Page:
An excerpt from her obituary by Janet Watts, published in The Guardian on July 8, 2003:
Kathleen Raine, who has died aged 95, was a poet who believed in the sacred nature of all life, all true art and wisdom, and her own calling. She knew as a small child that poetry was her vocation.Video Title: A tribute to poet and scholar Kathleen Raine 2003. Source: Clear Vision. Date Published: July 15, 2010. Description:
William Blake was her master, and she shared his belief that "one power alone makes a poet - imagination, the divine vision". As WB Yeats, her other great exemplar, put it, "poetry and religion are the same thing". To this vision she committed not only her poetry and erudition, but her whole life. She stood as a witness to spiritual values in a society that rejected them.
In 1980, her life took a new turning. With a group of like-minded artists and writers, she launched Temenos - "a review devoted to the arts of the imagination" - with its first issue offering contributions from fellow poets David Gascoyne, Peter Redgrove and Vernon Watkins, and the visionary artist Cecil Collins, as well as herself. The editors of Temenos (the word means the sacred area around a temple) declared that "the intimate link between the arts and the sacred" had fired imaginative creation in almost all human societies, except our own. Temenos aimed to challenge this "deviation" in the arts of its time.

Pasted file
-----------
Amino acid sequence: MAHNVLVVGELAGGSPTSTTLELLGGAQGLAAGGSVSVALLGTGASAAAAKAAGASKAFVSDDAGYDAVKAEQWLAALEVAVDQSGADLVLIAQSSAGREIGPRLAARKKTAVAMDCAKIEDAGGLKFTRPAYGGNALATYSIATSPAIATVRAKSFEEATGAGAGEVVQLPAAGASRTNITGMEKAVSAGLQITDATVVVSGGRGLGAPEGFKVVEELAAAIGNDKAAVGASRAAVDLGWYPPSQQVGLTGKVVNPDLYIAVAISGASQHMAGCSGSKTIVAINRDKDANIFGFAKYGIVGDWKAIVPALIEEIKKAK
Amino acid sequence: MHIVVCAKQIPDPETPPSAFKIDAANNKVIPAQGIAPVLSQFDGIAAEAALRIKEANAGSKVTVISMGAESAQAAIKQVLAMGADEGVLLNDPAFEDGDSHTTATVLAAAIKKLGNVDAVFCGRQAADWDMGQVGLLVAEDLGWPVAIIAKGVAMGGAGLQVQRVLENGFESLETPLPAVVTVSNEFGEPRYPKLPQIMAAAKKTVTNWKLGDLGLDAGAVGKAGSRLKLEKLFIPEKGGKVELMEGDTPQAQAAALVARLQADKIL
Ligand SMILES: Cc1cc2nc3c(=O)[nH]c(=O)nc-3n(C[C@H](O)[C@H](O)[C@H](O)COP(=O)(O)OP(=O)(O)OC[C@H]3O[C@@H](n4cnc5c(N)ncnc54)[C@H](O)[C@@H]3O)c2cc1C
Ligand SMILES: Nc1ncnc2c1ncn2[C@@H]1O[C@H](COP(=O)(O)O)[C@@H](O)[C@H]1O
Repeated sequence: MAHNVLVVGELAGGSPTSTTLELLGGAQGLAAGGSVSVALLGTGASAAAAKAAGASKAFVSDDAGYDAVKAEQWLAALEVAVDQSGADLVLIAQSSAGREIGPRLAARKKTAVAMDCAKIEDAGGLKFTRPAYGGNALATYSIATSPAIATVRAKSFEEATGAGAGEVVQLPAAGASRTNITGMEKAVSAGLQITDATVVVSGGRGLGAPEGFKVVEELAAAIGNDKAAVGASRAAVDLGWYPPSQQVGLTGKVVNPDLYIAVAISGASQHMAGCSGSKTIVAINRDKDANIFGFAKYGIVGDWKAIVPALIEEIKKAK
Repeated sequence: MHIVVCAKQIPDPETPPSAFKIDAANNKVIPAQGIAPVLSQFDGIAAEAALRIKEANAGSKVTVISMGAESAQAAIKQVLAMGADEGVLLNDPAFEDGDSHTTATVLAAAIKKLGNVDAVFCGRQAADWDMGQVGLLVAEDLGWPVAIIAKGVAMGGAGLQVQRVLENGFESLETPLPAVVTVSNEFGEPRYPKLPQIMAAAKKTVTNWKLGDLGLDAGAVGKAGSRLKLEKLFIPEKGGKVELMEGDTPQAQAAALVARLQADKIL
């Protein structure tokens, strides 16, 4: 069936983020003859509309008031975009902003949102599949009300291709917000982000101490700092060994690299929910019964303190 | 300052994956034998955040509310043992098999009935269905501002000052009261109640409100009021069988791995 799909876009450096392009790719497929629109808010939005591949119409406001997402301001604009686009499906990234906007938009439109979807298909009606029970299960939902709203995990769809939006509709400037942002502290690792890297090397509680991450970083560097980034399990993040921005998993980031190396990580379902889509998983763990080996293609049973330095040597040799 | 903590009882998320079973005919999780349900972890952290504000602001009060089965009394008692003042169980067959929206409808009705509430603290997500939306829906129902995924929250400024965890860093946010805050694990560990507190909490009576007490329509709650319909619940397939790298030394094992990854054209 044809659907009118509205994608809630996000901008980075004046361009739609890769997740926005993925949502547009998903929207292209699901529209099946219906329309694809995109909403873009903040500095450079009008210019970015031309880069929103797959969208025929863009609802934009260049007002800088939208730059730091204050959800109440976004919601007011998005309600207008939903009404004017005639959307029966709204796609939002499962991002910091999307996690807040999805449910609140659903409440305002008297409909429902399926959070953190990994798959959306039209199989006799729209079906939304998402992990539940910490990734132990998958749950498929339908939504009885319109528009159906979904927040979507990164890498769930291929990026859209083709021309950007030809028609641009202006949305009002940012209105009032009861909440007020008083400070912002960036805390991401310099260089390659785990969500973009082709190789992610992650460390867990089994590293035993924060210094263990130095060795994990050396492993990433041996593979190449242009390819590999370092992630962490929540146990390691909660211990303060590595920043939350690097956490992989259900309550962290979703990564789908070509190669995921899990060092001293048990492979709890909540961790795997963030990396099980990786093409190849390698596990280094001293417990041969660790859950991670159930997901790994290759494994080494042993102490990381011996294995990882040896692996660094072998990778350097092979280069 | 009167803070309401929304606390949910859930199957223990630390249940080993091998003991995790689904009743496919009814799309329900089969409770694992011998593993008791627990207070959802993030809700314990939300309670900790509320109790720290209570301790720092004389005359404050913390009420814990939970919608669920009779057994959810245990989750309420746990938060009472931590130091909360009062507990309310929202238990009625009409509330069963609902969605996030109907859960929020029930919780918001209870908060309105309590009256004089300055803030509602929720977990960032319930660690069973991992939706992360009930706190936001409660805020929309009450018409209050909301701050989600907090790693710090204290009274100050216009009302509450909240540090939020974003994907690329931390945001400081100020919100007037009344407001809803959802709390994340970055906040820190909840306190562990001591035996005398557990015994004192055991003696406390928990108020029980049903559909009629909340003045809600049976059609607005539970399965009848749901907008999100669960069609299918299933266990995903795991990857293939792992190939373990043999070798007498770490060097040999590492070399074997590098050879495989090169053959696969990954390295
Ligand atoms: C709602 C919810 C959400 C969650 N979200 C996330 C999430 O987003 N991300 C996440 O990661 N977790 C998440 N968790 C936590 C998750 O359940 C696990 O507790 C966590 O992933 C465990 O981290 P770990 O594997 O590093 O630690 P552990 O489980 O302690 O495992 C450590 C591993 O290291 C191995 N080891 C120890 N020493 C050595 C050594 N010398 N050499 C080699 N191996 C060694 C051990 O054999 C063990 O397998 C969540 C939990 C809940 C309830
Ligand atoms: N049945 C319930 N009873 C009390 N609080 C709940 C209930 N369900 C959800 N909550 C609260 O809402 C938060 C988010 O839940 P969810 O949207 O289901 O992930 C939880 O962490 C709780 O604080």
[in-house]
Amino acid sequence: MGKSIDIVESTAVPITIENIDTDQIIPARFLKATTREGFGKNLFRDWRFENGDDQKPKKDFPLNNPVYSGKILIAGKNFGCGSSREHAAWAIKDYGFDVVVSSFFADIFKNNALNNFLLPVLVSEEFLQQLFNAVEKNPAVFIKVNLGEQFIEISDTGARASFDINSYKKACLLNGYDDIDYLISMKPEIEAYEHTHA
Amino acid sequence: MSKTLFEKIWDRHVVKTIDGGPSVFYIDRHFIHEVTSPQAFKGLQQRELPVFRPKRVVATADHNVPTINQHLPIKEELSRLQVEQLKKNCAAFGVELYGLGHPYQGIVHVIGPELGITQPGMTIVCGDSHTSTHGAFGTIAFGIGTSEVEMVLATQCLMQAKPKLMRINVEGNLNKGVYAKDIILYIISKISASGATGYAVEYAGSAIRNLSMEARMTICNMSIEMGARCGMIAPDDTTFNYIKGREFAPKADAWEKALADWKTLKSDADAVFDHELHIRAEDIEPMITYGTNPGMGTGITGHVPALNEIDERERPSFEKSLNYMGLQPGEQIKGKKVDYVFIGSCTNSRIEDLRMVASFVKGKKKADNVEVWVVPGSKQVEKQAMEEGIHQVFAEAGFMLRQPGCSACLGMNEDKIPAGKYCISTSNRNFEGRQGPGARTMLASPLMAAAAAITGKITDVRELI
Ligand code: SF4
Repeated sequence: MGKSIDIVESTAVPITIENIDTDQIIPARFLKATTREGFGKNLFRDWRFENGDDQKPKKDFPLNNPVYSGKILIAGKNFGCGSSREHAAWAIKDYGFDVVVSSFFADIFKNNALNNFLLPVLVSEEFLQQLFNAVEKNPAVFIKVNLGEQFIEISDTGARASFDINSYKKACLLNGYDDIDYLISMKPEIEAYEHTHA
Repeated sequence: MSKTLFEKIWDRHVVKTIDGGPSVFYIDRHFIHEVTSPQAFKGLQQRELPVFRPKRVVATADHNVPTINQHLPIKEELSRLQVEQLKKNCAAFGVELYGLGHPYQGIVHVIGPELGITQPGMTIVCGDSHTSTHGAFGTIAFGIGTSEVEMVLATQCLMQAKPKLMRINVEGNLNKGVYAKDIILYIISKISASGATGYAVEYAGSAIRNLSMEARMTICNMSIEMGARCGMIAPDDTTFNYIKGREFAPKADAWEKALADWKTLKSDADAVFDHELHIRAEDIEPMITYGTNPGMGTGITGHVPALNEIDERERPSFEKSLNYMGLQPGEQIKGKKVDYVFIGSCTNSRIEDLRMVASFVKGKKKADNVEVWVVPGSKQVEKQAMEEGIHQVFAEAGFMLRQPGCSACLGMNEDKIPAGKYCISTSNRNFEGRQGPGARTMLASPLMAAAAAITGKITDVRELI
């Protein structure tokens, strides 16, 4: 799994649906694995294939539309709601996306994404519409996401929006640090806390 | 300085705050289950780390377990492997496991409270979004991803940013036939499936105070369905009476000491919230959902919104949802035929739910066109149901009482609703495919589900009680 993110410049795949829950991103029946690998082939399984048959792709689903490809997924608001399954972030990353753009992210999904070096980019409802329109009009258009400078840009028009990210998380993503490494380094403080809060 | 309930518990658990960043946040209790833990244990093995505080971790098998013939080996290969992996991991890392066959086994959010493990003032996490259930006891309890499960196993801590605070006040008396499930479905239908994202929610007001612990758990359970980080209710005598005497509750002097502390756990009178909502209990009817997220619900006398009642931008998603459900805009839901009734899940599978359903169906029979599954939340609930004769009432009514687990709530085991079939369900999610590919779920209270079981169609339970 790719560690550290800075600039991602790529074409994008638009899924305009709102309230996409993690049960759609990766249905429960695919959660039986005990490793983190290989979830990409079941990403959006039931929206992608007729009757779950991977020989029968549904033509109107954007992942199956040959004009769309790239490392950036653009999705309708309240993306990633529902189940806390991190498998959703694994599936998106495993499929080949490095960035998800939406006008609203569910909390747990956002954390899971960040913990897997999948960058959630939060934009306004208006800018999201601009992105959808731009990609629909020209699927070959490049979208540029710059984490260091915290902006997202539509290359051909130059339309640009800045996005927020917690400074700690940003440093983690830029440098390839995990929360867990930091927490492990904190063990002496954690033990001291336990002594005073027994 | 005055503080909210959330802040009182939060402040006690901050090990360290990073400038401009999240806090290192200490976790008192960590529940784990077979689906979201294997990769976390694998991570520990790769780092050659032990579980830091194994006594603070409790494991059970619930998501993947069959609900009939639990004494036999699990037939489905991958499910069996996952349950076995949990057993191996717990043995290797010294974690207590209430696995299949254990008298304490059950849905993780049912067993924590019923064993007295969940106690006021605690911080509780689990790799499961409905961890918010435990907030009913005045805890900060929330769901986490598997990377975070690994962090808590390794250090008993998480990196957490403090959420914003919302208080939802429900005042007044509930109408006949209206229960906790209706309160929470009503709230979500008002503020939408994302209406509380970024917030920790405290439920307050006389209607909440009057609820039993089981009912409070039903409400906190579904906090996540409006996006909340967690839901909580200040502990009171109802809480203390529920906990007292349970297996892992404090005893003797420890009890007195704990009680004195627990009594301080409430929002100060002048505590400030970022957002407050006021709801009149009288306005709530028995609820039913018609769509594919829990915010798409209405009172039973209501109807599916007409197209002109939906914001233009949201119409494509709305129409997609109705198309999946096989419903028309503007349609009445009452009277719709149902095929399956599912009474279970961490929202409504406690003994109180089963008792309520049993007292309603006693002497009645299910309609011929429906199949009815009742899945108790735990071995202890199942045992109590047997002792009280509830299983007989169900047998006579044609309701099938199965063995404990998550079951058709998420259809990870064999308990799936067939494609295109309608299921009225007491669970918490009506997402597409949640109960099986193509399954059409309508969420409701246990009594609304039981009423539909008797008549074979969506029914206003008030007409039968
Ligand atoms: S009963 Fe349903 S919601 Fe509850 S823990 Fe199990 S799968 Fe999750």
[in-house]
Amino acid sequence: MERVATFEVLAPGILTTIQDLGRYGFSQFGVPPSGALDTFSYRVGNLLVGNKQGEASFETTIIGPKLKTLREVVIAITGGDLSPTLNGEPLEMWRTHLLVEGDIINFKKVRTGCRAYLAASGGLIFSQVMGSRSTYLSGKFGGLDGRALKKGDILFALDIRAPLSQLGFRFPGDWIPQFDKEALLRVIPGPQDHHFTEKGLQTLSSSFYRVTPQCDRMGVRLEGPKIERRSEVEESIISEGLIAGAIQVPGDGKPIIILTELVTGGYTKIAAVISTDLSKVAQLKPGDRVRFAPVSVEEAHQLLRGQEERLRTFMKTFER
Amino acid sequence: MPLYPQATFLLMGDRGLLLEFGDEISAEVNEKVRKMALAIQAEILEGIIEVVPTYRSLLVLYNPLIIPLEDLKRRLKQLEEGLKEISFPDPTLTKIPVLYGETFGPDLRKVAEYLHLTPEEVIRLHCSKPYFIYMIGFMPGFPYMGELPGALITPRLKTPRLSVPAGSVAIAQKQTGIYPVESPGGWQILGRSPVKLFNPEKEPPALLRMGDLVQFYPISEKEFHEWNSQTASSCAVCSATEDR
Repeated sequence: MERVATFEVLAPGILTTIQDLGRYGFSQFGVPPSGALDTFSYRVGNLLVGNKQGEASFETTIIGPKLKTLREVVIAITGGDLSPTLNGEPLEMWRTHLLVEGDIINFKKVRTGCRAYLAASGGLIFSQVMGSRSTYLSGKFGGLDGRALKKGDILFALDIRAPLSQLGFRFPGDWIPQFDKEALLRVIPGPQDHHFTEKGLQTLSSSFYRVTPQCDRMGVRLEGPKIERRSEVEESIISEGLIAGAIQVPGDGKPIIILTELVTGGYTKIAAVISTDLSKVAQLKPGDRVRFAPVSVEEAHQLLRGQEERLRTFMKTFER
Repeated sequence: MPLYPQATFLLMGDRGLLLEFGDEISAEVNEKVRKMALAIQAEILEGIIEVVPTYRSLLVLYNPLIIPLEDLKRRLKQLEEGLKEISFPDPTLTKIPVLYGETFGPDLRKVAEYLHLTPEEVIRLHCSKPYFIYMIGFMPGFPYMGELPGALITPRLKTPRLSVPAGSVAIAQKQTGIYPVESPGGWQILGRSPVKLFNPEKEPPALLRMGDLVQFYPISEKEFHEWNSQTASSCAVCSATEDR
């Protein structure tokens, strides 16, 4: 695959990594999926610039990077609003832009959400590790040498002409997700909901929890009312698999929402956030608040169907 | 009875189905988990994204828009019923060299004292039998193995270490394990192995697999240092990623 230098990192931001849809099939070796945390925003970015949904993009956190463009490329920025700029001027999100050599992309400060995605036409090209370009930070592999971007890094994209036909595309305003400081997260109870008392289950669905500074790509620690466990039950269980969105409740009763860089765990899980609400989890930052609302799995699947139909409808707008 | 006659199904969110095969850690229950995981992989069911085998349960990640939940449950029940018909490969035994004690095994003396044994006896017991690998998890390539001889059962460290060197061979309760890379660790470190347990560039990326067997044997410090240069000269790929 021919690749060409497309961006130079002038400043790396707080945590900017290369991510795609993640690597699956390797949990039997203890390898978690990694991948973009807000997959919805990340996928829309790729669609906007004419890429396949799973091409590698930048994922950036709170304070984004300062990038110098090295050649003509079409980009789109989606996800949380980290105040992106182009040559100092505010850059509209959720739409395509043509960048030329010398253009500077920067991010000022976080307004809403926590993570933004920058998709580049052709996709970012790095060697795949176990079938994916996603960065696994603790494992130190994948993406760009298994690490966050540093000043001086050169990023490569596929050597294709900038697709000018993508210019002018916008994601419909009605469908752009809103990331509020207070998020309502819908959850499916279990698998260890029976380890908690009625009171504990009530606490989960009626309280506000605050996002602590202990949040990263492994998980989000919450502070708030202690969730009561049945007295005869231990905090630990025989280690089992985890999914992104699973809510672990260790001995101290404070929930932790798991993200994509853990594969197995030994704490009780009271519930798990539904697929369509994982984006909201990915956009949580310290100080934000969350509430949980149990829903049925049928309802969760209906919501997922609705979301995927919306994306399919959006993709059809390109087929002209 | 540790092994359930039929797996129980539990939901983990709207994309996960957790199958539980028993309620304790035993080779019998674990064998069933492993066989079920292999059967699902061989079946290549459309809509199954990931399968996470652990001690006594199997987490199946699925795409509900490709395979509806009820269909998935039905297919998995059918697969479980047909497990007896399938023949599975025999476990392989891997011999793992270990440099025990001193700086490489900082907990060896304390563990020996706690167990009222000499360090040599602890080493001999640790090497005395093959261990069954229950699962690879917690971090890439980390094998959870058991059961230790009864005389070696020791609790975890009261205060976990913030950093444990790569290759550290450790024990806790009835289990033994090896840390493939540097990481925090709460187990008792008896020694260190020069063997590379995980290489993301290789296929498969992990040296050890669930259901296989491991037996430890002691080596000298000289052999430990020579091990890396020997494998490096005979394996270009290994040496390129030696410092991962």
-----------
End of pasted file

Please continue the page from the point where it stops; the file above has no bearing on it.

It did so at an unpropitious moment, the start of the 1980s, a decade that epitomised all that Temenos opposed - secularism, materialism, a popularised culture and press, and Margaret Thatcher's denial of the very existence of "society". Yet in the 1990s a tide turned. At the Temenos Academy, Kathleen presided over discussions and lectures by scientists, ecologists and economists, as well as scholars, writers and artists from both east and west.
When asked how she wished people to remember her, Kathleen Raine said she would rather they didn't. Or that Blake's words be said of her: "That in time of trouble, I kept the divine vision". Better to be a sprat in that "true ocean", she believed, than a big fish in a literary rock pool.
News of Kathleen Raine's death who once enjoyed a public conversation with Bhante Sangharakshita in Croydon. Part of Newsreel 25, released Autumn 2003.